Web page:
Milford is a farmer who busies himself with the demon-beauty that is cornucopia.
Amherst is a lunch pail of egg and toast—the general of the highway army.
Derry is a stand of leaning pine holding council with fox and skunk.
Further south, Lowell is a bowler; sliding along warped wood.
Dracut is a shameful boy; fidgeting next to his mother.
Waltham is a spindly stretch of mortar, with a franchise of cheap eats.
Lawrence is the friend that smokes too much and mooches.
Concord wears a tri-cornered hat and takes too long to load.
Boston is the grand inquisitor who bends to no one.
She is a rank amateur when it comes to the color of humanism.
The Cape shows its bicep to the ocean.
Quabbin fills up and spills and is a watershed.
Berkshire is the noble timeshare of the Downy Woodpecker.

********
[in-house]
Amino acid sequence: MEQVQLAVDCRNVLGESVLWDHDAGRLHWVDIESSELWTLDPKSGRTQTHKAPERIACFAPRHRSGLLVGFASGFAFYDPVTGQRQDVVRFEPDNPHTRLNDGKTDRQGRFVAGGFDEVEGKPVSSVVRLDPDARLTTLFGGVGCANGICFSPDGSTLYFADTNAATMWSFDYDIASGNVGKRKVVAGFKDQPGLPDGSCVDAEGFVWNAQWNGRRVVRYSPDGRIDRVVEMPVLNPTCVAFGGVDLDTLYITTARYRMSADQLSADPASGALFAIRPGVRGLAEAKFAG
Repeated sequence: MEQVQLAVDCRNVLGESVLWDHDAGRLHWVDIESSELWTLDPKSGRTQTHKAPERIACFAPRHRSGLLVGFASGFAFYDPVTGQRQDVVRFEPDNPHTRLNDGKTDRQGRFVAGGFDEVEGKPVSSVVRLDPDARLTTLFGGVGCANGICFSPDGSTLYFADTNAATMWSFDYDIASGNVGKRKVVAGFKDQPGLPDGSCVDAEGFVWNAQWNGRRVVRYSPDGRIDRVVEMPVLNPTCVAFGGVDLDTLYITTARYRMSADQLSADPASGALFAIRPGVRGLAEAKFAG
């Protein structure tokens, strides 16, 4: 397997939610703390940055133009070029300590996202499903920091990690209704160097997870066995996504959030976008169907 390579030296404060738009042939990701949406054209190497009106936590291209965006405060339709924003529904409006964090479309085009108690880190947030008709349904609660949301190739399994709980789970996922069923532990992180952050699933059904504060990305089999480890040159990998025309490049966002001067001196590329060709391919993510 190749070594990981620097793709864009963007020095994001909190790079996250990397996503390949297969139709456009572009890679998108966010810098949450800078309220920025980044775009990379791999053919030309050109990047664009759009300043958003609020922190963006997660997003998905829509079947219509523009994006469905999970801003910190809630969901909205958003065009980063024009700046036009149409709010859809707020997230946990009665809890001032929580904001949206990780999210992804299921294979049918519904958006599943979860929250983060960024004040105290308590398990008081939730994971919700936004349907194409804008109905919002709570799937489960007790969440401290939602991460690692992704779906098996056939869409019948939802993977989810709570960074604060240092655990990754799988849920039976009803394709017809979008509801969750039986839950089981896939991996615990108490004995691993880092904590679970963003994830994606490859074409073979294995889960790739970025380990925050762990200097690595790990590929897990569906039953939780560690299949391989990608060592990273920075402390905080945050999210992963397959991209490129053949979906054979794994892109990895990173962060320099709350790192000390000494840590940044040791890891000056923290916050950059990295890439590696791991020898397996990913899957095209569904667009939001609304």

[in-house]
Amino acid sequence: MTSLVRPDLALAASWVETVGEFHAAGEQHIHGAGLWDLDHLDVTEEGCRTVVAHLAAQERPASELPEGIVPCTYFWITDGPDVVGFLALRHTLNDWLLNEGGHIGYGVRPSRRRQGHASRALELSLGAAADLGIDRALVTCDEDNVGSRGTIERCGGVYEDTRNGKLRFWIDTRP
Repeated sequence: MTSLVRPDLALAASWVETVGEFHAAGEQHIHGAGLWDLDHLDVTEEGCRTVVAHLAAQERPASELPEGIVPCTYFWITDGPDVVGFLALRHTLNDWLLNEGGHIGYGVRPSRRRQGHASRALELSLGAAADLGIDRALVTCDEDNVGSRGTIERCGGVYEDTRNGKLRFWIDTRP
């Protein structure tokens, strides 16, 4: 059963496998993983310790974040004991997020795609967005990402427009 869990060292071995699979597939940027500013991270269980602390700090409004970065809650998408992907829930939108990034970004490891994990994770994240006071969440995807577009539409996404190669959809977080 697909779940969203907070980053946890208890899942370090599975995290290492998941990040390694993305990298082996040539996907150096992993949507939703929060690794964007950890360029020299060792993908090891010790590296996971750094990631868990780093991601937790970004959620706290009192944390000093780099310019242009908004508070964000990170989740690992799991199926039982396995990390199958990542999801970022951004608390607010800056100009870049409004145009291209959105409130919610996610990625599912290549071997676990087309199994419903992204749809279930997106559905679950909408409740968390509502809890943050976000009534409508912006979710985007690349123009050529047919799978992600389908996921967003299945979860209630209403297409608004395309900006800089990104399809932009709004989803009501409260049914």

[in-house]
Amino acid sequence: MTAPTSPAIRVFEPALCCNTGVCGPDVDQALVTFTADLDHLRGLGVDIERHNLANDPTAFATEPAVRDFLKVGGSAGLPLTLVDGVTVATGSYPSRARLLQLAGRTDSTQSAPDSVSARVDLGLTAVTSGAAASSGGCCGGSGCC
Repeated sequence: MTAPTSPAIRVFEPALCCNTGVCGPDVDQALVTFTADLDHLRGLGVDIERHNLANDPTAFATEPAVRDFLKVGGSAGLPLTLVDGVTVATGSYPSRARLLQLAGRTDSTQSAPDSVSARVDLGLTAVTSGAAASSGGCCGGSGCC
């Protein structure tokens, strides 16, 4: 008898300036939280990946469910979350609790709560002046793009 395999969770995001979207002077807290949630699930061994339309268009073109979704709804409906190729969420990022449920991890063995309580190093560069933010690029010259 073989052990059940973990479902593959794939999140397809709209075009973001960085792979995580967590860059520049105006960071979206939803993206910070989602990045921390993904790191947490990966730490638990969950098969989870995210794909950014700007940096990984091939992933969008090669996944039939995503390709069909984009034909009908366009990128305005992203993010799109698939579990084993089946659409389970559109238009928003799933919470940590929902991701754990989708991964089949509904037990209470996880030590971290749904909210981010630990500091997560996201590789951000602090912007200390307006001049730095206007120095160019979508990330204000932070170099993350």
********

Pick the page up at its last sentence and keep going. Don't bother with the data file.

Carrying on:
Williamstown makes pottery meant to break.
Groton is at once nocturnal, and then it becomes as saymite.
Dunstable is a lost vagabond, with overstuffed suitcases and apple orchards for arms.
Franconia has at its heart, the downward necklace of water.
We come to the face, and grow like the Bohdi Tree.
Keene has the stability of a garden row,
planted close to the tender caregiver of the country.
Hampton and Salisbury are cousins once removed;
implacable beauty in the inlet of salt.
The Grand Banks, the mother of us all,
shelter bullets of scrod and tarpon.
And then there’s the signature of Nashua;
the floral script of an antiquated hand,
writing her story across a hilly page.